Does your stomach still hurt? In last week’s blog, we discussed digestive distress, mainly focusing on upper GI conditions. In this week’s blog, we are going to finish last week’s topic on digestive distress and talk about lower GI conditions that lead to bowel changes. Lastly, we will discuss how chiropractors can help. 

Anatomy and Physiology of the Lower GI Tract

The lower GI tract organs include 2/3 of the small intestine, the large intestine, rectum, and anus. At this stage, digested food is nearing completion and where remaining waste is turned into feces for expulsion from the body.

When the lower GI tract runs into problems, symptoms may include abdominal pain, nausea, vomiting, heartburn, constipation, and diarrhea. The two symptoms that are most common are constipation and diarrhea.

Connecting the Lower GI Tract to the Nervous System

Remember, the anatomy and physiology of the lower GI tract is just a brief description to reach our point. Each digestive organ has its own anatomical variations and physiological function that plays a part in successful digestion.

 When we look at the lower GI tract in relation to the nervous system, remember that the nervous system is why our organs function properly. If you recall our blog from a few weeks ago, we reviewed how the Autonomic Nervous System is responsible for organ function and showed a diagram of what nerves innervate different organs.

If you refer back to the diagram, you will notice that the organs of the lower GI tract have nerve innervations coming from the lumbar spine. When nerve interference occurs in this region, if no treatment is performed, the organs begin to fail and further complications are likely.

How Can Chiropractors Manage Lower GI Problems?

There are many different conditions that affect the lower GI tract, but there are only three that we want to discuss because they are far more common than other conditions. There symptoms are so alike that in most cases, they are hard to identify.

Irritable Bowel Syndrome (IBS)

IBS is a common condition that causes abdominal discomfort and changes in bowel habits. Those who have IBS complain of prolonged episodes of diarrhea, followed by waves of constipation. Some individuals may experience both diarrhea and constipation or only one. 

IBS is caused by several factors including intense muscle contractions in the intestines, nerve interference, severe infection, early stress in life, or changes in gut microbe. The most common triggers are certain foods and stress. Different foods may trigger some individuals, whereas other foods trigger other individuals.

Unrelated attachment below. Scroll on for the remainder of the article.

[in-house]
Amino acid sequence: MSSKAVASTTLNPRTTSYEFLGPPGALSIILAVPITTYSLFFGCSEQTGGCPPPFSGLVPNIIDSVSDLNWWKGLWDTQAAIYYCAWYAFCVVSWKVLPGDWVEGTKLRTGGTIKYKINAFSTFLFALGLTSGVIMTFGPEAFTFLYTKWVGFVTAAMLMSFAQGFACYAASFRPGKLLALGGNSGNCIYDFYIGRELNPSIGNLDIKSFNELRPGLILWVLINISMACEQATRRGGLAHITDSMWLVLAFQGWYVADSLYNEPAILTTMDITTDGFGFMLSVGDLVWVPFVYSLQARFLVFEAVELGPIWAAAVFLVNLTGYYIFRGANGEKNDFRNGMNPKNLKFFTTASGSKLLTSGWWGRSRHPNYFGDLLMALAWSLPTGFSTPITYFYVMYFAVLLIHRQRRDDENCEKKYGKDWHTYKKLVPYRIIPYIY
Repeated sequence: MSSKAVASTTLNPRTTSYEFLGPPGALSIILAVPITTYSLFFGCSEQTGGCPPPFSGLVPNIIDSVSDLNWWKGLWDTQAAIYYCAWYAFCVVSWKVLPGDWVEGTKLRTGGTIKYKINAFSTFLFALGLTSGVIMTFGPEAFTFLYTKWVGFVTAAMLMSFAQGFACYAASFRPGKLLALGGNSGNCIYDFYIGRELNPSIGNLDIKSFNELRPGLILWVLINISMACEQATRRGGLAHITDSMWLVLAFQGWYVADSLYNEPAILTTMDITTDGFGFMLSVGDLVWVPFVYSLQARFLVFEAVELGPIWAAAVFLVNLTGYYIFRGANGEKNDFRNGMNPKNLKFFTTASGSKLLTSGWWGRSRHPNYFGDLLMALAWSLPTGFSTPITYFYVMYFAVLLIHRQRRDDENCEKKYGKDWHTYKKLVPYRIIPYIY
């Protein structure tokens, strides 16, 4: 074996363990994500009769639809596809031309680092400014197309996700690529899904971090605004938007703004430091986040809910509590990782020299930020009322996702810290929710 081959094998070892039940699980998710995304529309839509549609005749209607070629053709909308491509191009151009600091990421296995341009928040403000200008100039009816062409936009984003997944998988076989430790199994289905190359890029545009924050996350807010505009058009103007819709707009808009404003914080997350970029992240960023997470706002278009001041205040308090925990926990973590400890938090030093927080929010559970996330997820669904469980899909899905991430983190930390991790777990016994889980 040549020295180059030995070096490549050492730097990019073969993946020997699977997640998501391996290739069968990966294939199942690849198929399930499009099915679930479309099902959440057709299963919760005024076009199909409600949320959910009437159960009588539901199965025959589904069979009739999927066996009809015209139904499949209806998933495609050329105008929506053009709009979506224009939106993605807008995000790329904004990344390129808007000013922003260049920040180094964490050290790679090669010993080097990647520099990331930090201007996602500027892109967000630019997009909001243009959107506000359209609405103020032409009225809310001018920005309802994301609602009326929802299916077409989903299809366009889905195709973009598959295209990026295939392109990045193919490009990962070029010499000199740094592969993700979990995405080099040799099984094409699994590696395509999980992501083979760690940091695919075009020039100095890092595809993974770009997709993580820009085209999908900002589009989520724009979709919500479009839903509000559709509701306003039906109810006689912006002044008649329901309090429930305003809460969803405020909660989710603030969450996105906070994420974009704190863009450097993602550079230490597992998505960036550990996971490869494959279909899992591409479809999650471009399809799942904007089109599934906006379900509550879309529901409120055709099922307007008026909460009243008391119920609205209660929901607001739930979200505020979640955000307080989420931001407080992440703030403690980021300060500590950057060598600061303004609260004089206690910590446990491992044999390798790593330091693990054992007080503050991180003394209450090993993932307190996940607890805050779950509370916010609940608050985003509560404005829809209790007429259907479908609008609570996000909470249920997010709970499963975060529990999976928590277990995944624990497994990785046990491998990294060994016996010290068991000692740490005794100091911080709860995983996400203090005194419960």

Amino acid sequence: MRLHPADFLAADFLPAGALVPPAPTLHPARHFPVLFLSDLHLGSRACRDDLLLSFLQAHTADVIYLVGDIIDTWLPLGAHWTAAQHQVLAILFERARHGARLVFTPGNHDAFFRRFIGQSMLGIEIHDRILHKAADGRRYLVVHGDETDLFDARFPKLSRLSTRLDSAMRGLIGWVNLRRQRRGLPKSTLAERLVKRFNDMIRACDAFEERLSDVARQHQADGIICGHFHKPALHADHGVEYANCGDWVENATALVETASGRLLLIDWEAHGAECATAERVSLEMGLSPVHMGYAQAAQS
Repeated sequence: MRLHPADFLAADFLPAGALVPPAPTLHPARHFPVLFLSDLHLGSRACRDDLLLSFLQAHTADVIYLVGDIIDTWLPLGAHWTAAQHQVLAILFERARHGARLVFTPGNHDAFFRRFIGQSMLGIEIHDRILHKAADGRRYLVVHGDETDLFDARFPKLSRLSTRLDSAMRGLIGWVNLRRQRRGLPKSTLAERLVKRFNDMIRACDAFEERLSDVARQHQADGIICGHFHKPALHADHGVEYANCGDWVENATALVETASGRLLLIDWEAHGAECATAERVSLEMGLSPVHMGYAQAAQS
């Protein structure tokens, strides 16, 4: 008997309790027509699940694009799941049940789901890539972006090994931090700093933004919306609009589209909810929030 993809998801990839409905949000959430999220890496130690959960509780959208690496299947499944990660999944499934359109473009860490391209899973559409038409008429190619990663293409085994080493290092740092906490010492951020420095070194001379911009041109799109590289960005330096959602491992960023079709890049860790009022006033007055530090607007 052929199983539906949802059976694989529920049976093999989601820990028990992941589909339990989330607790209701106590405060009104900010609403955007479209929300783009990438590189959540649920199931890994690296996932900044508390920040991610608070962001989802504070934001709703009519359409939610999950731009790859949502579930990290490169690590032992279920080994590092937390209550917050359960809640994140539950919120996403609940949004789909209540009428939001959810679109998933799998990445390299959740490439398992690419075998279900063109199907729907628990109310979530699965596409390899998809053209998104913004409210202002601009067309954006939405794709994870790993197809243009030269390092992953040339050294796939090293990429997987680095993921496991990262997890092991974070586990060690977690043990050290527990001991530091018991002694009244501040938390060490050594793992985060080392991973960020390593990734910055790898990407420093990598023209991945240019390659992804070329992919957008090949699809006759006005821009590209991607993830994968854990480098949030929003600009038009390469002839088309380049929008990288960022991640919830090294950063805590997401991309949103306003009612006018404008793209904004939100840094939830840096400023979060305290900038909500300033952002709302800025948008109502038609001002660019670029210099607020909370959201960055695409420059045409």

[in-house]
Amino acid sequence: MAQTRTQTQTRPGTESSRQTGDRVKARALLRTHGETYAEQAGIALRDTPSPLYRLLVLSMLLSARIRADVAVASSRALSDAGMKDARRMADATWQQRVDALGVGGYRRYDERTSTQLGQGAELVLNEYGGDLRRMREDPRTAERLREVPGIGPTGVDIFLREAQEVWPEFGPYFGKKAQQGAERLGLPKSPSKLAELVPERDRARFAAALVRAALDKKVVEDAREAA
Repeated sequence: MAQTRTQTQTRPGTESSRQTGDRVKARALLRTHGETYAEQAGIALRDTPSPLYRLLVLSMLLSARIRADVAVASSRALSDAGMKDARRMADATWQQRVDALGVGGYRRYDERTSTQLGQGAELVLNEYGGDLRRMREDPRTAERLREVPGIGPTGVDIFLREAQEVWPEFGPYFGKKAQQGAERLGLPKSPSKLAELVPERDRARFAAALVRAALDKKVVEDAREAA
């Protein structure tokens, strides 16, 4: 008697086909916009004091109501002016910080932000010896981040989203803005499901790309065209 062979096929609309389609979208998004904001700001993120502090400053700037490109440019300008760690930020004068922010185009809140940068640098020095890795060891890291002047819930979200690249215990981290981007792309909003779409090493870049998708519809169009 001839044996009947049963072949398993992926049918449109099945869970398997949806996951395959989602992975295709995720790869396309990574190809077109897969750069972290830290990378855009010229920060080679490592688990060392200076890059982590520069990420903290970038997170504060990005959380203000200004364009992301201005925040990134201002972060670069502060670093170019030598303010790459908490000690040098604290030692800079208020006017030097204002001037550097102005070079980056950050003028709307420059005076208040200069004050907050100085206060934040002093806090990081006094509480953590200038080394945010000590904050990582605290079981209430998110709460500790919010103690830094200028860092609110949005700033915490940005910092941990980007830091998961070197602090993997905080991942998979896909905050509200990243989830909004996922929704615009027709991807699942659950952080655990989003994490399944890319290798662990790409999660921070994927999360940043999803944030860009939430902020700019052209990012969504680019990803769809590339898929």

There are medications that help relieve IBS symptoms, but there is no cure. The best treatment is diet modifications and lifestyle changes. 

Crohn’s Disease & Ulcerative Colitis 

Crohn’s disease and ulcerative colitis are both considered Inflammatory Bowel Disease (IBD). The difference between IBD and IBS is that the digestive tract is inflamed with IBD whereas no inflammation is present with IBS. 

Crohn’s disease and ulcerative colitis collectively have many similar symptoms. However, the biggest difference between the two is that Crohn’s disease can affect both the upper and lower GI tract, whereas ulcerative colitis is exclusive to the large intestine. 

When symptoms occur, both conditions create abdominal pain and fatigue, but the classic sign is diarrhea with blood and mucus present in the stool. 

There is no cure for either condition, but there are medications and in rare cases, surgery to help manage symptoms. The best management, however, is changing diet and lifestyle factors. 

After reading this section, it sure seems like it’s hard to distinguish these conditions, and honestly, it is. A series of physical exams, laboratory tests, and imaging may be required to confirm a diagnosis.

Regardless, all three of these conditions can be co-managed with chiropractic care. The nerves of the lower GI tract have nerve interference that needs addressed. Studies show that providing adjustments to the lower thoracic and lumbar spine have significantly reduced symptoms of lower digestive distress. 

At our office, we use a specific technique that helps with constipation and diarrhea regardless of a digestive disorder being present or not. Applying a series of spinal manipulation to the lumbar spine and sacrum along with specific trigger points to the sacrum helps get the digestive tract back on track.


Realize that we are not gastroenterologists. If you have a true medical concern, please contact your primary care physician who can refer you to the appropriate specialist. Once a diagnosis is confirmed we can co-manage your care and help remove nerve interference. 

If you have any questions about how we can help with certain digestive problems please call us at (724) 547-3377 and check out our website, for more information.

Yours in Health,

Larry E. Wilkins, D.C.

Brian M. Steinert, D.C.